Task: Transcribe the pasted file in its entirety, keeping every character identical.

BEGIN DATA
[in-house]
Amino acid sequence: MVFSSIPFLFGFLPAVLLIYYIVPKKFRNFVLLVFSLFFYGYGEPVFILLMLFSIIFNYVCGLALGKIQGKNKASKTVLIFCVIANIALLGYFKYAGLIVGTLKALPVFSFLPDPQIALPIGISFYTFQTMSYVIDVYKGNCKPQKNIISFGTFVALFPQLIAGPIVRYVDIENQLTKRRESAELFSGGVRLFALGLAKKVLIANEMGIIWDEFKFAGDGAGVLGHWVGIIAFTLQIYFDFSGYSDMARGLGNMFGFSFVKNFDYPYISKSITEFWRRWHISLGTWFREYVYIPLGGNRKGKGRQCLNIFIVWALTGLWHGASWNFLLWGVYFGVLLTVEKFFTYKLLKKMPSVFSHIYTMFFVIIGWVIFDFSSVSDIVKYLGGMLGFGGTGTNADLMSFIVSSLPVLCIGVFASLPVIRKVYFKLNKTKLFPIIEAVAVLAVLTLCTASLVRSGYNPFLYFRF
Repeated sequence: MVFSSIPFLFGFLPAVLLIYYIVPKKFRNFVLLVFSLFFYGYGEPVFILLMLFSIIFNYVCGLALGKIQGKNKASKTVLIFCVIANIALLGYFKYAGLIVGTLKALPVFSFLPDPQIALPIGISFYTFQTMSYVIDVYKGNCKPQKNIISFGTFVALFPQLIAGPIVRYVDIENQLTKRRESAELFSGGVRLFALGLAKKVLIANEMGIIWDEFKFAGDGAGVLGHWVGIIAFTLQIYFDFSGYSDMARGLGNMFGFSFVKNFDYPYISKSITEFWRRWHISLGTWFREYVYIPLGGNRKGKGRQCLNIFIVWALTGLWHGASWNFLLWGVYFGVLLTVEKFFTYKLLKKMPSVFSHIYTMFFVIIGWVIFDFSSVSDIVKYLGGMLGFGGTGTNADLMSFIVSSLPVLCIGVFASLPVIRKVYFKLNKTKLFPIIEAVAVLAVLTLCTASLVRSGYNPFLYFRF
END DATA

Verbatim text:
[in-house]
Amino acid sequence: MVFSSIPFLFGFLPAVLLIYYIVPKKFRNFVLLVFSLFFYGYGEPVFILLMLFSIIFNYVCGLALGKIQGKNKASKTVLIFCVIANIALLGYFKYAGLIVGTLKALPVFSFLPDPQIALPIGISFYTFQTMSYVIDVYKGNCKPQKNIISFGTFVALFPQLIAGPIVRYVDIENQLTKRRESAELFSGGVRLFALGLAKKVLIANEMGIIWDEFKFAGDGAGVLGHWVGIIAFTLQIYFDFSGYSDMARGLGNMFGFSFVKNFDYPYISKSITEFWRRWHISLGTWFREYVYIPLGGNRKGKGRQCLNIFIVWALTGLWHGASWNFLLWGVYFGVLLTVEKFFTYKLLKKMPSVFSHIYTMFFVIIGWVIFDFSSVSDIVKYLGGMLGFGGTGTNADLMSFIVSSLPVLCIGVFASLPVIRKVYFKLNKTKLFPIIEAVAVLAVLTLCTASLVRSGYNPFLYFRF
Repeated sequence: MVFSSIPFLFGFLPAVLLIYYIVPKKFRNFVLLVFSLFFYGYGEPVFILLMLFSIIFNYVCGLALGKIQGKNKASKTVLIFCVIANIALLGYFKYAGLIVGTLKALPVFSFLPDPQIALPIGISFYTFQTMSYVIDVYKGNCKPQKNIISFGTFVALFPQLIAGPIVRYVDIENQLTKRRESAELFSGGVRLFALGLAKKVLIANEMGIIWDEFKFAGDGAGVLGHWVGIIAFTLQIYFDFSGYSDMARGLGNMFGFSFVKNFDYPYISKSITEFWRRWHISLGTWFREYVYIPLGGNRKGKGRQCLNIFIVWALTGLWHGASWNFLLWGVYFGVLLTVEKFFTYKLLKKMPSVFSHIYTMFFVIIGWVIFDFSSVSDIVKYLGGMLGFGGTGTNADLMSFIVSSLPVLCIGVFASLPVIRKVYFKLNKTKLFPIIEAVAVLAVLTLCTASLVRSGYNPFLYFRF